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names, and with little difference of strain, in the Skene Manu-
script. 1
As far as the literature of the subject is concerned, it fully
appears to have pursued a life of contempt till after the Restora-
tion, when what Eitson calls the golden age of song commenced
in England. The earliest glimpses we have of it on the horizon
of the parlour or concert-room, occur in the reigns of Charles II.
and James II. It is not in Scotland, however, that it first
emerges among the polite, but in England. It fell to the lot of
those who supplied music and song to the court and its connected
circles in London, to perceive that there was some merit in the
songs which passed from mouth to mouth amongst the people
of Scotland. They accordingly began to write new verses for
the Scotch tunes, and to compose new tunes and songs in what
was called 'the Scotch manner:' some of the latter, strange to
say, made their way back to Scotland, and were accepted there
as true Scotch productions. The famous Thomas Durfey was an
active labourer in this field, as appears from Ms w r ell-known
collection styled Wit and Mirth ; and the Roxburghe Collection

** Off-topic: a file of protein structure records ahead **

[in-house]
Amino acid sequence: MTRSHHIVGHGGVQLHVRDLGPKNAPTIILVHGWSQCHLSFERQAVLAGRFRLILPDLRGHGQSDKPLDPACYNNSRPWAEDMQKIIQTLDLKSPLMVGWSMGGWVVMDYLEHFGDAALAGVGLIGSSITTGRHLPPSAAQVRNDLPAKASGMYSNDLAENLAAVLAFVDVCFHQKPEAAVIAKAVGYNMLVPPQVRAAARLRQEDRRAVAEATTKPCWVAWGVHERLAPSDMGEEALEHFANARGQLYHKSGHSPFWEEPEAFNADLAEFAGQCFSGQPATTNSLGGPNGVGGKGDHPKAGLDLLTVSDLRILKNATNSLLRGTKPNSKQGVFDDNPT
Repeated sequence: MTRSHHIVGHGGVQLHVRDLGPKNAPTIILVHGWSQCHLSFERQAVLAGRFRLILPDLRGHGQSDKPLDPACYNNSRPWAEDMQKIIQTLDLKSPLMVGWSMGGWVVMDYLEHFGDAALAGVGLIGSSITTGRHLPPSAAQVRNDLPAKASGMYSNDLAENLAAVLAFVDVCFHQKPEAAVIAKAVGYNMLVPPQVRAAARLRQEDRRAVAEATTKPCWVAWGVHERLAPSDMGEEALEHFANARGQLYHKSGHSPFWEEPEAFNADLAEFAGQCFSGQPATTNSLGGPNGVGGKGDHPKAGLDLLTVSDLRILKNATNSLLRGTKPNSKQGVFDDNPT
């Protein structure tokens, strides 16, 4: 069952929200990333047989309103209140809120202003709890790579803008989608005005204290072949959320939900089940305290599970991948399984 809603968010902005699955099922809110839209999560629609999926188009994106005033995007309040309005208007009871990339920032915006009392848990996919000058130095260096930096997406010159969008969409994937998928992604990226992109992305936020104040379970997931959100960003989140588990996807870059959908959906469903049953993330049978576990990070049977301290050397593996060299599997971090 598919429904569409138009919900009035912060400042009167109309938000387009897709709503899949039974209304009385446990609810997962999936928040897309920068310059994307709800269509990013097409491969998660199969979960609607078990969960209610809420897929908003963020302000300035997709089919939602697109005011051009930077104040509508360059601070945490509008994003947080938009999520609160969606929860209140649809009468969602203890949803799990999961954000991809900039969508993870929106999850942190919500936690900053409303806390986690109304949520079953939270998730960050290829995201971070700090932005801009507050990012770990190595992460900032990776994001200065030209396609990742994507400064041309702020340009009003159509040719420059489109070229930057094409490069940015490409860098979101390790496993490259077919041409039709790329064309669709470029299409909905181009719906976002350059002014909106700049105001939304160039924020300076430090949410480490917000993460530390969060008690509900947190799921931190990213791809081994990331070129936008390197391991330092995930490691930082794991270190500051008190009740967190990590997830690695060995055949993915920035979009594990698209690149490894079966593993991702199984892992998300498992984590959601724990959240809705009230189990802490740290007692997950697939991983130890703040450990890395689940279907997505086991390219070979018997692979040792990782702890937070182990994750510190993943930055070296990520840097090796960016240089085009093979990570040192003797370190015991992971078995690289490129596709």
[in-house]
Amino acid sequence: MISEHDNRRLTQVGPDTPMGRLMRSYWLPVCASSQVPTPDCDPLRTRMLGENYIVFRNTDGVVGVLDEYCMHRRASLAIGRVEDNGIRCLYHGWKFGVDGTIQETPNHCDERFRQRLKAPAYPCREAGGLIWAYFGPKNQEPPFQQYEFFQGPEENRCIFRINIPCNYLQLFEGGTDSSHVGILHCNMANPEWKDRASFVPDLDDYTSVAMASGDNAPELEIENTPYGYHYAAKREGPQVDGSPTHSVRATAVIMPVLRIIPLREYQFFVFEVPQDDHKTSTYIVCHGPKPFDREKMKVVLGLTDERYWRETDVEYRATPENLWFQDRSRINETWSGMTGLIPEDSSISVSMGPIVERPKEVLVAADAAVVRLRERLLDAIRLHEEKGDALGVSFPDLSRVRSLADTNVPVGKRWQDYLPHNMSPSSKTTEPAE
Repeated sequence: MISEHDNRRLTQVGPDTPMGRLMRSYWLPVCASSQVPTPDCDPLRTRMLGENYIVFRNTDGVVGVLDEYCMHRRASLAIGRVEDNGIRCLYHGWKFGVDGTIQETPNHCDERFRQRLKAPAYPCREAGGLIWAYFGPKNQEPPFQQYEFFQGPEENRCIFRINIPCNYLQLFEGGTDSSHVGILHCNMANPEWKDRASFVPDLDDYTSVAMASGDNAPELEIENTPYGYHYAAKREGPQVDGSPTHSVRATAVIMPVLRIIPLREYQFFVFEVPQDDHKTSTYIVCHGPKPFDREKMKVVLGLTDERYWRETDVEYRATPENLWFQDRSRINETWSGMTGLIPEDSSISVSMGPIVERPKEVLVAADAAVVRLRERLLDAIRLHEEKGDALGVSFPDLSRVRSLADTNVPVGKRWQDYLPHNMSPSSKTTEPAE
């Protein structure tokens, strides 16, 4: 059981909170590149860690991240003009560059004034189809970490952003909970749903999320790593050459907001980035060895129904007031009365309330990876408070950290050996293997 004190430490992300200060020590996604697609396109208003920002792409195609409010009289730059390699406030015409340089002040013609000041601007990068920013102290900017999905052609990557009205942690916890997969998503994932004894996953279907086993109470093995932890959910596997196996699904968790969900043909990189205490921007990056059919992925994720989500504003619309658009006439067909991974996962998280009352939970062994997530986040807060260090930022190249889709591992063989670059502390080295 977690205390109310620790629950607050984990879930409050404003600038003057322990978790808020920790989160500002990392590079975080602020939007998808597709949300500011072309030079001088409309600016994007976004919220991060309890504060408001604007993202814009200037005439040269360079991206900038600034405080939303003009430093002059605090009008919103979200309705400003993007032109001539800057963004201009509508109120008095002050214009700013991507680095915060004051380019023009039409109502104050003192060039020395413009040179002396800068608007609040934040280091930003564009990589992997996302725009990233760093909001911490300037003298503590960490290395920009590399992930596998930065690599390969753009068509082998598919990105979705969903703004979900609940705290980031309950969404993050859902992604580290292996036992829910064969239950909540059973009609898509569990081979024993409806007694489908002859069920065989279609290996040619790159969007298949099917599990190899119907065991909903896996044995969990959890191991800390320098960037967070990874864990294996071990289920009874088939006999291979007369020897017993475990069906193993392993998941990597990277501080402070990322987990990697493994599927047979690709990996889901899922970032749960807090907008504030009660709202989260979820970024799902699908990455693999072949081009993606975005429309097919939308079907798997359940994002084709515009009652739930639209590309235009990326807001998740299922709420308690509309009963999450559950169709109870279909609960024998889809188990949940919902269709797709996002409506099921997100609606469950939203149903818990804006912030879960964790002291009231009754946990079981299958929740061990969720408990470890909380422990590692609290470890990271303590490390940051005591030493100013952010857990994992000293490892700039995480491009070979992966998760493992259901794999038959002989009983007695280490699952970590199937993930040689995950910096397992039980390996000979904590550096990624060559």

of broadside ballads in the British Museum, shews that Grub
Street contributed a large quota to the stock of what may be
called Anglo-Scottish songs.
When Scotland herself began, after the Revolution, to rise
above her religious troubles, and to pay some attention to
secular matters, the upper class, and especially that section of
it which inclined to Episcopacy and Jacobitism, became also
aware that their country possessed an inheritance of some value
in her popular songs and melodies. 2 There remained, indeed,
1 The tunes in the Skene Manuscript were printed with a learned
dissertation by "William Dauney, Esq. Edinburgh, 4to, 1 838.
2 The earliest published collection of Scottish music appears to have
been Henry Playford's, which is dated 1700, being for the violin and
flute. In the list, which embraces thirty-nine tunes, many of them
dances, we recognise what may be presumed to be still existing favourites
in, I love my Love in secret ; Good-night, and God be with you ; Gingling
Geordie ; Stir her up and haud her gaun ; Bessie Bell ; Wap at the

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